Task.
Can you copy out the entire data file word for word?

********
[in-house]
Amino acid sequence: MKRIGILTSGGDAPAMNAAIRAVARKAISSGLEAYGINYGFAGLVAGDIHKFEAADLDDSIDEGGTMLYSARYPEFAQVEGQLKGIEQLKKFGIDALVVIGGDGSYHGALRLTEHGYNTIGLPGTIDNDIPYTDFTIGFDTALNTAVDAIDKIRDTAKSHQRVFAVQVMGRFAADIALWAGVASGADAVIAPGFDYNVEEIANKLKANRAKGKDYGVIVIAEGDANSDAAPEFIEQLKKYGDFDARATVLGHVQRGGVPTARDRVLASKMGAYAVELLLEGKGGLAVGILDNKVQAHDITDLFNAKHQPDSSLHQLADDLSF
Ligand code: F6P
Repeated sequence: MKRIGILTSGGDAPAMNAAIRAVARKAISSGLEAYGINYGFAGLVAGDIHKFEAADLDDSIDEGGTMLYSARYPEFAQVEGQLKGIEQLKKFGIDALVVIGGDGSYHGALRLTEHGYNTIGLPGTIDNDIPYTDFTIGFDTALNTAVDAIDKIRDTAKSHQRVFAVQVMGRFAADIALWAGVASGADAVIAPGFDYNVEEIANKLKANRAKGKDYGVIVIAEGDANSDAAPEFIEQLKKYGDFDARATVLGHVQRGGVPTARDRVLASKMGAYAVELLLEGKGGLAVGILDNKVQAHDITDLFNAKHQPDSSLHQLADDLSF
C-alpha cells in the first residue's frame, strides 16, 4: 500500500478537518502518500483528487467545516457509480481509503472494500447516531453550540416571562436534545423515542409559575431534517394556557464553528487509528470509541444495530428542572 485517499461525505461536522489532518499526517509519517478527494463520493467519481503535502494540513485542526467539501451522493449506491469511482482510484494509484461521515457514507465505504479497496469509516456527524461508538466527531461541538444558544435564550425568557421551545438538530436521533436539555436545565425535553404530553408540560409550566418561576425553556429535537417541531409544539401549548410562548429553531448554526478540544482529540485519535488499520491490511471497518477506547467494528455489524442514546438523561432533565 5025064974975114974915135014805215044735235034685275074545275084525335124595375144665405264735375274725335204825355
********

[in-house]
Amino acid sequence: MKRIGILTSGGDAPAMNAAIRAVARKAISSGLEAYGINYGFAGLVAGDIHKFEAADLDDSIDEGGTMLYSARYPEFAQVEGQLKGIEQLKKFGIDALVVIGGDGSYHGALRLTEHGYNTIGLPGTIDNDIPYTDFTIGFDTALNTAVDAIDKIRDTAKSHQRVFAVQVMGRFAADIALWAGVASGADAVIAPGFDYNVEEIANKLKANRAKGKDYGVIVIAEGDANSDAAPEFIEQLKKYGDFDARATVLGHVQRGGVPTARDRVLASKMGAYAVELLLEGKGGLAVGILDNKVQAHDITDLFNAKHQPDSSLHQLADDLSF
Ligand code: F6P
Repeated sequence: MKRIGILTSGGDAPAMNAAIRAVARKAISSGLEAYGINYGFAGLVAGDIHKFEAADLDDSIDEGGTMLYSARYPEFAQVEGQLKGIEQLKKFGIDALVVIGGDGSYHGALRLTEHGYNTIGLPGTIDNDIPYTDFTIGFDTALNTAVDAIDKIRDTAKSHQRVFAVQVMGRFAADIALWAGVASGADAVIAPGFDYNVEEIANKLKANRAKGKDYGVIVIAEGDANSDAAPEFIEQLKKYGDFDARATVLGHVQRGGVPTARDRVLASKMGAYAVELLLEGKGGLAVGILDNKVQAHDITDLFNAKHQPDSSLHQLADDLSF
C-alpha cells in the first residue's frame, strides 16, 4: 500500500478537518502518500483528487467545516457509480481509503472494500447516531453550540416571562436534545423515542409559575431534517394556557464553528487509528470509541444495530428542572 485517499461525505461536522489532518499526517509519517478527494463520493467519481503535502494540513485542526467539501451522493449506491469511482482510484494509484461521515457514507465505504479497496469509516456527524461508538466527531461541538444558544435564550425568557421551545438538530436521533436539555436545565425535553404530553408540560409550566418561576425553556429535537417541531409544539401549548410562548429553531448554526478540544482529540485519535488499520491490511471497518477506547467494528455489524442514546438523561432533565 5025064974975114974915135014805215044735235034685275074545275084525335124595375144665405264735375274725335204825355